Botox might be good for your skin but it can damage your brain; Here’s how
Botox is among the most widely used cosmetic procedures across the world. It is a protein made from Botulinum toxin and interestingly, it is the same same toxin that causes botulism, an extremely rare illness caused by poisoning.
Although Botox is a toxin, in small doses, it can have benefits. As a cosmetic treatment, Botox can reduce the appearance of skin wrinkles. It is noteworthy that the United States Food and Drug Administration (FDA) has approved it as a treatment for various health issues, including eyelid spasms, excessive sweating, some bladder disorders, and migraine.
Now a group of scientists has decoded how botox enters the brain cells, leading to paralysis or even death. Professor Frederic Meunier and Dr. Merja Joensuu at UQ’s Queensland Brain Institute conducted a study and discovered how botox enters the neurons.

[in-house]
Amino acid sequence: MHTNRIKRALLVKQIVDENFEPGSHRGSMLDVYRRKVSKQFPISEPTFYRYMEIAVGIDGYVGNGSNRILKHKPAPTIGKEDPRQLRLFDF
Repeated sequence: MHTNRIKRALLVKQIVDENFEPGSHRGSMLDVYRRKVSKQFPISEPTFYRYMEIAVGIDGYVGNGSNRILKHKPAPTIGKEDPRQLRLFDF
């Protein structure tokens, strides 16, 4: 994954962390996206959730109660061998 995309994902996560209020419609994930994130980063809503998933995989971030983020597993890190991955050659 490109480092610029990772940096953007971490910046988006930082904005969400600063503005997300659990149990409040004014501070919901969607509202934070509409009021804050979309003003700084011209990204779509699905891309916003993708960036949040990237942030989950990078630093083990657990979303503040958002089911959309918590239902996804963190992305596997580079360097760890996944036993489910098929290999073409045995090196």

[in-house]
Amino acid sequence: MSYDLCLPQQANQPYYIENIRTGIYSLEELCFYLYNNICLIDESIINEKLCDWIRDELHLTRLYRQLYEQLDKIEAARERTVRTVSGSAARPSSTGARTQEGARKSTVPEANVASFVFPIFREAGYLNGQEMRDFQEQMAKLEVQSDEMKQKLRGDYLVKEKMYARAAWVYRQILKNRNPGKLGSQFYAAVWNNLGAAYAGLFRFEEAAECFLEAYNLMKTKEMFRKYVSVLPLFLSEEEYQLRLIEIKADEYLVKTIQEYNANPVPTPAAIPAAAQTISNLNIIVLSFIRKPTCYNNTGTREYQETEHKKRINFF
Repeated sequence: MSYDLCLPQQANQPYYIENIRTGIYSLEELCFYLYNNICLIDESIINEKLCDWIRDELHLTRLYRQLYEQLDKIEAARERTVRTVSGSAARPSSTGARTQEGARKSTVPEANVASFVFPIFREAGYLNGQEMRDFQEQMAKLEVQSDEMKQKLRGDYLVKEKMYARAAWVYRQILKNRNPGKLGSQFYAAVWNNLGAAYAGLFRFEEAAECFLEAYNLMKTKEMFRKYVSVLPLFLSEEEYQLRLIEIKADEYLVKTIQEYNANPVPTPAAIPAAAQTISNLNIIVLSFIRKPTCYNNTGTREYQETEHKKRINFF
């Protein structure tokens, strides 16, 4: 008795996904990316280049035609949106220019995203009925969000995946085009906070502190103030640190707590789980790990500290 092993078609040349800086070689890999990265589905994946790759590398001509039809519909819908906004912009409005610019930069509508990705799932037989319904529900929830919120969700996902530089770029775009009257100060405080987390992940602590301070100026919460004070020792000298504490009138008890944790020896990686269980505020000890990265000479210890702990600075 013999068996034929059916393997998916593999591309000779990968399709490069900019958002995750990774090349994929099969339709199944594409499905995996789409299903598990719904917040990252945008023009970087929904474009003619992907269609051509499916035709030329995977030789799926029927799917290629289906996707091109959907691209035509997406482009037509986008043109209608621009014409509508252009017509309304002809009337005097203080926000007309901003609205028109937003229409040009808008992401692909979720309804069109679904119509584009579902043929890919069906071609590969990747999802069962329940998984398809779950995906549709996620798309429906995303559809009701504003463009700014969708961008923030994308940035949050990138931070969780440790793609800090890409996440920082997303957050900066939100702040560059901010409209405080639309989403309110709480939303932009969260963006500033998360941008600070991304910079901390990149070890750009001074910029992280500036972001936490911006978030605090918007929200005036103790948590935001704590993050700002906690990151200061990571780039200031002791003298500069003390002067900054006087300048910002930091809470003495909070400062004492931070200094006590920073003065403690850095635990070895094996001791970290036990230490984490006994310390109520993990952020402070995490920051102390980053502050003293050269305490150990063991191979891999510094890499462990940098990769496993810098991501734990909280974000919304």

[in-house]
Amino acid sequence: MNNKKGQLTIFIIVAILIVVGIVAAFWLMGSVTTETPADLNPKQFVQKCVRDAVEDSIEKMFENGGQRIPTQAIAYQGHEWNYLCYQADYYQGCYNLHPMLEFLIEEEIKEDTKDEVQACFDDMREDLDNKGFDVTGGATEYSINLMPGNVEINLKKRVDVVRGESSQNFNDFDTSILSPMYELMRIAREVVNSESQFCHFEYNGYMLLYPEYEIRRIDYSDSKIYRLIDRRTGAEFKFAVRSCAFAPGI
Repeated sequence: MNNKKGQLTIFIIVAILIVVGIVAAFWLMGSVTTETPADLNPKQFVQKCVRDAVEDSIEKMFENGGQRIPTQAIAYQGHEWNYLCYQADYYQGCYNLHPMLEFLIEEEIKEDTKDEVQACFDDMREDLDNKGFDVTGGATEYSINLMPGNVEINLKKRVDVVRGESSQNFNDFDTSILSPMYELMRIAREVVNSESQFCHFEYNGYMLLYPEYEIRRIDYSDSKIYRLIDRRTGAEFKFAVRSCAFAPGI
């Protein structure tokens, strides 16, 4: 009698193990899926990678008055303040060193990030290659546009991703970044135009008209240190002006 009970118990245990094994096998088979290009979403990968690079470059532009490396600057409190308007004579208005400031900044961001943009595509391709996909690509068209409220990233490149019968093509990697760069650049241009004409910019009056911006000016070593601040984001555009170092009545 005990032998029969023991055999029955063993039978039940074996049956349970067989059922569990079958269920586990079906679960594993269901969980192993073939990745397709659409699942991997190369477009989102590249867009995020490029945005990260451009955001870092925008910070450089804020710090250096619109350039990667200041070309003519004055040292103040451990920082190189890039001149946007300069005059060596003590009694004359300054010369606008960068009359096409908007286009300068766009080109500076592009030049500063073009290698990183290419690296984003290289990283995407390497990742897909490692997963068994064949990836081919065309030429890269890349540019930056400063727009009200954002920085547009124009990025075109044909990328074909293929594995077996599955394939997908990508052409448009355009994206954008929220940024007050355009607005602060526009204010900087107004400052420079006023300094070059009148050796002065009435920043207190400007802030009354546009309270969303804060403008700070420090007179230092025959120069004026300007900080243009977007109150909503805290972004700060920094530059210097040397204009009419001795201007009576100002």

“We used super-resolution microscopy to show that a receptor called Synaptotagmin 1 binds to two other previously known clostridial neurotoxin receptors to form a tiny complex that sits on the plasma membrane of neurons. “The toxin hijacks this complex and enters the synaptic vesicles which store neurotransmitters critical to communication between neurons. Botox then interrupts the communication between nerves and muscle cells, causing paralysis,” University of Queensland neurobiologist Professor Frederic Meunier said in a statement.
According to Professor Meunier, earlier it was difficult to track how the neurotoxin worked to relax muscles.
Meanwhile, this discovery also means that new therapeutic targets can be identified to effectively treat botulism. The findings of the study were published in the EMBO Journal.
“Clostridial neurotoxins are among the most potent protein toxins known to humans. We now have a full picture of how these toxins are internalised to intoxicate neurons at therapeutically relevant concentrations,” Dr. Joensuu stated.